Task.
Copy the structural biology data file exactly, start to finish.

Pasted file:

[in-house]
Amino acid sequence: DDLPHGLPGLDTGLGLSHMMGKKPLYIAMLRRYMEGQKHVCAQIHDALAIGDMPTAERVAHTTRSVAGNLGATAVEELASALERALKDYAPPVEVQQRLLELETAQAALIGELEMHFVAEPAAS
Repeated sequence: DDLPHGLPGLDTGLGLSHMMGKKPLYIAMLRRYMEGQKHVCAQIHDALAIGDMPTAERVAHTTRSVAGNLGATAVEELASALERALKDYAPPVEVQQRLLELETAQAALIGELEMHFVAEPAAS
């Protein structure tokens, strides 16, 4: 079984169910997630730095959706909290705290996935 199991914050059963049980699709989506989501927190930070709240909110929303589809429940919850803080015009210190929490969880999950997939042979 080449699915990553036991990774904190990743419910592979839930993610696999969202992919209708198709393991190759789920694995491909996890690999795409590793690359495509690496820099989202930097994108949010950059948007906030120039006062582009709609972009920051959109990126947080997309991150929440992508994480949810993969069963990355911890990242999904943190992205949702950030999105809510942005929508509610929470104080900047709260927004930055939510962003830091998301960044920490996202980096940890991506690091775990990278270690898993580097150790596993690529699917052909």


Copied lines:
[in-house]
Amino acid sequence: DDLPHGLPGLDTGLGLSHMMGKKPLYIAMLRRYMEGQKHVCAQIHDALAIGDMPTAERVAHTTRSVAGNLGATAVEELASALERALKDYAPPVEVQQRLLELETAQAALIGELEMHFVAEPAAS
Repeated sequence: DDLPHGLPGLDTGLGLSHMMGKKPLYIAMLRRYMEGQKHVCAQIHDALAIGDMPTAERVAHTTRSVAGNLGATAVEELASALERALKDYAPPVEVQQRLLELETAQAALIGELEMHFVAEPAAS
């Protein structure tokens, strides 16, 4: 079984169910997630730095959706909290705290996935 199991914050059963049980699709989506989501927190930070709240909110929303589809429940919850803080015009210190929490969880999950997939042979 080449699915990553036991990774904190990743419910592979839930993610696999969202992919209708198709393991190759789920694995491909996890690999795409590793690359495509690496820099989202930097994108949010950059948007906030120039006062582009709609972009920051959109990126947080997309991150929440992508994480949810993969069963990355911890990242999904943190992205949702950030999105809510942005929508509610929470104080900047709260927004930055939510962003830091998301960044920490996202980096940890991506690091775990990278270690898993580097150790596993690529699917052909």